driven hard.
Power amplifier linearity
When two or more signals are input to an amplifier simultaneously, the second, third,
and higher-order intermodulation components (IM) are caused by the sum and
difference products of each of the fundamental input signals and their associated
harmonics. The rated PEP of a Power Amplifier is the maximum envelope power of a
two-tone signal for which the amplifier intermodulation level is -30dBc. When two signals
at frequencies f1 and f2 are input to any nonlinear amplifier, the following output
components will result:
Fundamental: f1, f2
Second order: 2f1, 2f2, f1 + f2, f1 - f2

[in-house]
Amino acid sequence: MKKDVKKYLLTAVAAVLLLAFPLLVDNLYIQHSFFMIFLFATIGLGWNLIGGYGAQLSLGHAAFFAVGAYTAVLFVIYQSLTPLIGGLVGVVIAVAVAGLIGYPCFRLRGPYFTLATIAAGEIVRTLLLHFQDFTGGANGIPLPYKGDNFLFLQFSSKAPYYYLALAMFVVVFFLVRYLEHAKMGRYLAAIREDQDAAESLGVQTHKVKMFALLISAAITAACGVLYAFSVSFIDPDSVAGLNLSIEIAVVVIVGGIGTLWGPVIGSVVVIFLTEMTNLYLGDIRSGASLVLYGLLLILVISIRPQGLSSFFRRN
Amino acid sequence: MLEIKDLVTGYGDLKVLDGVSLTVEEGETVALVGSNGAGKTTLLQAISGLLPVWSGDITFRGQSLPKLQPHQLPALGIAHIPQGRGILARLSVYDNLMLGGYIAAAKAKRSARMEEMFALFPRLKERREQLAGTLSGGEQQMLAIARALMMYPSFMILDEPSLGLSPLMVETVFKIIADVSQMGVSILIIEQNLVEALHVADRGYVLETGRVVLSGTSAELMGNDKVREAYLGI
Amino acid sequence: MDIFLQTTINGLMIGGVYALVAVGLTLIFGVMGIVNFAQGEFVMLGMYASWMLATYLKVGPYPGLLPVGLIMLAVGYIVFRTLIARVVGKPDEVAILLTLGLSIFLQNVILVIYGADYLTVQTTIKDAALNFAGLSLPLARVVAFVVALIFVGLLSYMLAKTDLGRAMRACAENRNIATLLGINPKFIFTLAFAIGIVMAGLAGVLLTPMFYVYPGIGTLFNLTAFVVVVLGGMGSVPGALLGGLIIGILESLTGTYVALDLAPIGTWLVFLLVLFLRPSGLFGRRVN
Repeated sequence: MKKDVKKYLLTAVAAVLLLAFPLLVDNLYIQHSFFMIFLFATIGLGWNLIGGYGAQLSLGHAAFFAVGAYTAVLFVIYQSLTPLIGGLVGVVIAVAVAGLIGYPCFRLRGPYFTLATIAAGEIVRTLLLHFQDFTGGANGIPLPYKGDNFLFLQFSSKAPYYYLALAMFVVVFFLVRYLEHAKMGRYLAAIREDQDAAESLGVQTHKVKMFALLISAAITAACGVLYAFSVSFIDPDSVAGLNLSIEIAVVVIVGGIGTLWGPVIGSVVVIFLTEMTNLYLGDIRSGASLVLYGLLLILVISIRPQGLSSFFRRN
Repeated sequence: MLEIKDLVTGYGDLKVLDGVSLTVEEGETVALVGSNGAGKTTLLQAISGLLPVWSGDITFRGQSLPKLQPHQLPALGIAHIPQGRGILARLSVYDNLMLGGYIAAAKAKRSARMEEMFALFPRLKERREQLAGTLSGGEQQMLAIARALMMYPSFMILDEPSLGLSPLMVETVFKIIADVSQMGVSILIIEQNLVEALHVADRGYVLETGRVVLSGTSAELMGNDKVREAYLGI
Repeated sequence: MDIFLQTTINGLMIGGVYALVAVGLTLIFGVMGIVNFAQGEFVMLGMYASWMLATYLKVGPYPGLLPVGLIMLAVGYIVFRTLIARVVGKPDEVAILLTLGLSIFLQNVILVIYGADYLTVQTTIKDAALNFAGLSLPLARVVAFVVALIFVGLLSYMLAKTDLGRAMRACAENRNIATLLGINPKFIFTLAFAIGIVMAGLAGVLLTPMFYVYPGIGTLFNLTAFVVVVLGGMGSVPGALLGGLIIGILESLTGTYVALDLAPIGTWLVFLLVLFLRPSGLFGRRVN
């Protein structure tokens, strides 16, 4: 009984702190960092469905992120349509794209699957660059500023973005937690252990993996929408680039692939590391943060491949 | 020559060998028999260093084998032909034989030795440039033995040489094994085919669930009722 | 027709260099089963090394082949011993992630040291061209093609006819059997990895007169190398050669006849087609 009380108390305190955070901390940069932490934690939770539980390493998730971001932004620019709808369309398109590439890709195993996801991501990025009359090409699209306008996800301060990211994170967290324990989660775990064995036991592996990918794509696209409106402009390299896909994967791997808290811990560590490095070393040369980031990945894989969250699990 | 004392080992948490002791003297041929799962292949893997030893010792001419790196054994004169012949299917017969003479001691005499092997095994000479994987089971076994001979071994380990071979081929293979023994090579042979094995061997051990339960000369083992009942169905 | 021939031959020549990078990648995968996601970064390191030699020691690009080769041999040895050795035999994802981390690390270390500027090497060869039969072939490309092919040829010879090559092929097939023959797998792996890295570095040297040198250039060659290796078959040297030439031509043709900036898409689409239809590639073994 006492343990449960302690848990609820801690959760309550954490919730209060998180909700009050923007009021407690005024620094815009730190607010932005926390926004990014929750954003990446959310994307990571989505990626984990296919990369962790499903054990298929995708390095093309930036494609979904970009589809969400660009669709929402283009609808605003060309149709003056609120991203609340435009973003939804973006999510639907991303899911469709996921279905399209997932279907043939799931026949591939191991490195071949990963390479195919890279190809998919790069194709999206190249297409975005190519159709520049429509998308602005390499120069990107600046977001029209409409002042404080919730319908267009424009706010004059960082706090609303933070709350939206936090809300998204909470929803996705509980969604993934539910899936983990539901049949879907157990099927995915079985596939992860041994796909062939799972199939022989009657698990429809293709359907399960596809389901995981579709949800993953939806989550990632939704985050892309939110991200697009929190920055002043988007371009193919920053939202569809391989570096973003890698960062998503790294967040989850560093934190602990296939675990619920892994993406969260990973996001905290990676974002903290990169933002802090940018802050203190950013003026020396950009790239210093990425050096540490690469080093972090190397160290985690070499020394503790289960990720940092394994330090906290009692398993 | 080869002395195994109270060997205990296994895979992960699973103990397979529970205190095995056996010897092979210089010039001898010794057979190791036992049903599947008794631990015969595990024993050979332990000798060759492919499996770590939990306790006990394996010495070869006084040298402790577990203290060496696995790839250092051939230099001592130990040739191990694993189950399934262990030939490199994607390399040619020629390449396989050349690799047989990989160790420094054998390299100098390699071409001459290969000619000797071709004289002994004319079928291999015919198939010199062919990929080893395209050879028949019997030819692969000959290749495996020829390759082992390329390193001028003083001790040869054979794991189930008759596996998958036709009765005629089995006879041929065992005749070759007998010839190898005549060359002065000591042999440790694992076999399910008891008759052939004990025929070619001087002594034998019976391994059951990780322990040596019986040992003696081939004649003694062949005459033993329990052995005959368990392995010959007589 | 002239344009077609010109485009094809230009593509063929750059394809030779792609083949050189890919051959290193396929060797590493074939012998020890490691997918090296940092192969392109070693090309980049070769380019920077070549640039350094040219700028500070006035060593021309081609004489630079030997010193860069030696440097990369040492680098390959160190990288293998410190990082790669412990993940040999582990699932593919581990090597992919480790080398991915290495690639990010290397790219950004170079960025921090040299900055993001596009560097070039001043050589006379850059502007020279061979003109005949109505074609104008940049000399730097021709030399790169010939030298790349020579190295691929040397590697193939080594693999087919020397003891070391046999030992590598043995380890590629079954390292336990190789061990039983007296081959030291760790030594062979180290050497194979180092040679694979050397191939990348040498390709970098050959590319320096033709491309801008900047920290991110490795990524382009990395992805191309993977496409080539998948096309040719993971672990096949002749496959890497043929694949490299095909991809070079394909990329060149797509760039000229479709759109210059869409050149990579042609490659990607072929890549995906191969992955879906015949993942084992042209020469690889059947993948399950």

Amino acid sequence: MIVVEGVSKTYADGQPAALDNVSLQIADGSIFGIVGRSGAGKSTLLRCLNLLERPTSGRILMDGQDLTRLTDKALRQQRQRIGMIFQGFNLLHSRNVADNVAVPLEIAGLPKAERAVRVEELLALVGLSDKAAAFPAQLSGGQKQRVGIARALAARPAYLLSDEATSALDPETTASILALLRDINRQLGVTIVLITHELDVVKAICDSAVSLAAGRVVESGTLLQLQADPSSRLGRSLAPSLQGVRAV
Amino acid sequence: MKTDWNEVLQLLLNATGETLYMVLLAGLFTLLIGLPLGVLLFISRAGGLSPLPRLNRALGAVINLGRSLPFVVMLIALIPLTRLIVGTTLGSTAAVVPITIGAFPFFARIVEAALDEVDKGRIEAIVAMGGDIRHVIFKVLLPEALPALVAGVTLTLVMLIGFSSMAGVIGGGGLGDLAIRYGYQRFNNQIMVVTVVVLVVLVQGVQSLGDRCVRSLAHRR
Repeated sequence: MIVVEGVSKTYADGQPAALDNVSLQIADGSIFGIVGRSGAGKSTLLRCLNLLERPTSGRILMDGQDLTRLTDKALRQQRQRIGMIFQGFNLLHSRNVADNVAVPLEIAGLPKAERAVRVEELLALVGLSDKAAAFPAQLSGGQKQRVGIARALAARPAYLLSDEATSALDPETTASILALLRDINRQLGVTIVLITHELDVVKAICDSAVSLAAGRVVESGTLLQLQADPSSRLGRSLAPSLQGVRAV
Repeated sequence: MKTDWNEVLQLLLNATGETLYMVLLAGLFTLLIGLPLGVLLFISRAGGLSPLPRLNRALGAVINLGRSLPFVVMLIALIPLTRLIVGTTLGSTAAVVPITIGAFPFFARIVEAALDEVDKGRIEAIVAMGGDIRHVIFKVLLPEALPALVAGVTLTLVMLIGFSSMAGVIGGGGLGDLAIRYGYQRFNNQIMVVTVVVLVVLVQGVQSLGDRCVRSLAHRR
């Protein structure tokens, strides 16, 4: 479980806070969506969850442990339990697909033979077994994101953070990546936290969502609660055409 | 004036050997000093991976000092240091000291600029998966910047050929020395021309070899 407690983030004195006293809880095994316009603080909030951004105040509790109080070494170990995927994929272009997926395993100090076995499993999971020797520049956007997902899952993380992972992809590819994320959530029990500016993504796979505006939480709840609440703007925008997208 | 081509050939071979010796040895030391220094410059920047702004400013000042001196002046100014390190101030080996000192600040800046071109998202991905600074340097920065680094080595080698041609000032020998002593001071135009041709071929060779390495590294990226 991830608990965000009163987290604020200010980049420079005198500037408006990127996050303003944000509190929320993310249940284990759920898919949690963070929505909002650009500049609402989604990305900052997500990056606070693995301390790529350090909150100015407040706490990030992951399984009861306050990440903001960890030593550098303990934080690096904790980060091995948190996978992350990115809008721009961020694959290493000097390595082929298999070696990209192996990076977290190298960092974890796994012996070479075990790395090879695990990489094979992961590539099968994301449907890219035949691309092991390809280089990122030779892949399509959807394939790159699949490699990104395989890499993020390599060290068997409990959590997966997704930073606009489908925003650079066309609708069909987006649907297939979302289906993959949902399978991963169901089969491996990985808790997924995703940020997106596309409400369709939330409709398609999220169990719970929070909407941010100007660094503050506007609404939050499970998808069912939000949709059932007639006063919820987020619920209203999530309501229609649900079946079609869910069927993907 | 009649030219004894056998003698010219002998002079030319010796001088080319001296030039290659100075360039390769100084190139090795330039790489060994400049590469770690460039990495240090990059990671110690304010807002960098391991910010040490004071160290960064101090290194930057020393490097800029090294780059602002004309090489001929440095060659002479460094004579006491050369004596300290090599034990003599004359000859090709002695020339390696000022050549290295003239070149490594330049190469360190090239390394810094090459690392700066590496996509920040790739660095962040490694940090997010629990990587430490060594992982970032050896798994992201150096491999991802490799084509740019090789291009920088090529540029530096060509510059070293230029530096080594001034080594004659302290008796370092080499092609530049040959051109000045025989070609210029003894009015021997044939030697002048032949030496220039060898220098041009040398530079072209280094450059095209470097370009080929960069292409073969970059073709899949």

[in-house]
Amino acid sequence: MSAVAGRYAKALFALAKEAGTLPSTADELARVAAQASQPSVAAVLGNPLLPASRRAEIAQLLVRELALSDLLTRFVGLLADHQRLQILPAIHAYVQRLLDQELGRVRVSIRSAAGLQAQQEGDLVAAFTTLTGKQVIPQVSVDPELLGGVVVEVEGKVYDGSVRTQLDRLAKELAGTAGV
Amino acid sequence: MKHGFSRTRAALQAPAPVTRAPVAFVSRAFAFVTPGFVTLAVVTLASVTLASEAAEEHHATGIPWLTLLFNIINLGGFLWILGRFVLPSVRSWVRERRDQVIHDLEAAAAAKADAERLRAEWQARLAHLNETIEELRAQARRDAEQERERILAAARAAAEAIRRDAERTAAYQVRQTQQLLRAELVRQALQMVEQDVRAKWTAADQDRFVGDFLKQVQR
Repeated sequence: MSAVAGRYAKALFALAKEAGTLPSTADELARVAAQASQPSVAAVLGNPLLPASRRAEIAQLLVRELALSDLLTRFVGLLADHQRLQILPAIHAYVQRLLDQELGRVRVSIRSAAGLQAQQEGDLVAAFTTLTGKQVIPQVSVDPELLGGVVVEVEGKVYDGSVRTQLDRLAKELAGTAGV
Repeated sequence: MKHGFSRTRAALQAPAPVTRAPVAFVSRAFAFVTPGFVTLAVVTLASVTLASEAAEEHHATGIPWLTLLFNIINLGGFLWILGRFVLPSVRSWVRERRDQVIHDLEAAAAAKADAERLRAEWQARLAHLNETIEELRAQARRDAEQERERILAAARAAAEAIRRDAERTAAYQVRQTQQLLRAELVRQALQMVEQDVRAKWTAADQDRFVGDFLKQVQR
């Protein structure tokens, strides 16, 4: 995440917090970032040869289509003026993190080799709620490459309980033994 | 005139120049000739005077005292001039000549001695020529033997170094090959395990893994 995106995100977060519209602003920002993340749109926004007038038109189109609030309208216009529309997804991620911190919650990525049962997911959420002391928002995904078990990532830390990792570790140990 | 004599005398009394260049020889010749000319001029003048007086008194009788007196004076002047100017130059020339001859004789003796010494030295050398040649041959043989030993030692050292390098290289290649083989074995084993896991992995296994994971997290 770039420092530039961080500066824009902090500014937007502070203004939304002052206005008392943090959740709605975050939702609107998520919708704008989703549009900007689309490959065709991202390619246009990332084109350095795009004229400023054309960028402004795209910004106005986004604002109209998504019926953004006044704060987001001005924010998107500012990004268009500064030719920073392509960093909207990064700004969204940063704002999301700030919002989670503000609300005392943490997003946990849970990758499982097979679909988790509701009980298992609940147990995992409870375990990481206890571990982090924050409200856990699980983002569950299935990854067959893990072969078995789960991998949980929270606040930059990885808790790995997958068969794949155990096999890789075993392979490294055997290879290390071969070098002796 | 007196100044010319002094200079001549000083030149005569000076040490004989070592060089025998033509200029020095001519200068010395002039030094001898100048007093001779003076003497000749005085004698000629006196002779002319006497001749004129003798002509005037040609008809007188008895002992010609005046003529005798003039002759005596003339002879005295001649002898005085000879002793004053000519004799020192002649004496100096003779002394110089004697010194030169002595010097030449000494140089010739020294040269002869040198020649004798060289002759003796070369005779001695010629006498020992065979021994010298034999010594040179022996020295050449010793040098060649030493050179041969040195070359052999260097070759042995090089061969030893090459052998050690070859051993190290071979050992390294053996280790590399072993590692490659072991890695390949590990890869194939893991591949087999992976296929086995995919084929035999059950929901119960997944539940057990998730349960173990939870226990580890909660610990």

Third order: 3f1, 3f2, 2f1 ± f2, 2f2 ± f1,
Fourth order: 4f1, 4f2, 2f2 ± 2f1,
Fifth order: 5f1, 5f2, 3f1 ± 2f2, 3f2 ± 2f1, + Higher order
terms
The odd order intermodulation products (2f1-f2, 2f2-f1,
3f1-2f2, 3f2-2f1, etc) are close to the two fundamental
tone frequencies f1 and f2.
The nonlinearity of a Power Amplifier can be measured on the basis of the generated
spectra (i.e with a spectrum analyzer) than on variations of the fundamental waveform
(i.e. oscilloscope). The estimation of the amplitude change (in dB) of the intermodulation
components (IM) versus fundamental level change, is equal to the order of nonlinearity.
For a one dB increase of fundamental level (f1 and f2), the level of IM2 will go up by
2dB, the level of IM3 will go up by 3dB, and so on. As a relation between the degree of
nonlinearity (third, fifth, etc) and the frequency of the side tone (such as IM3, IM5, etc). It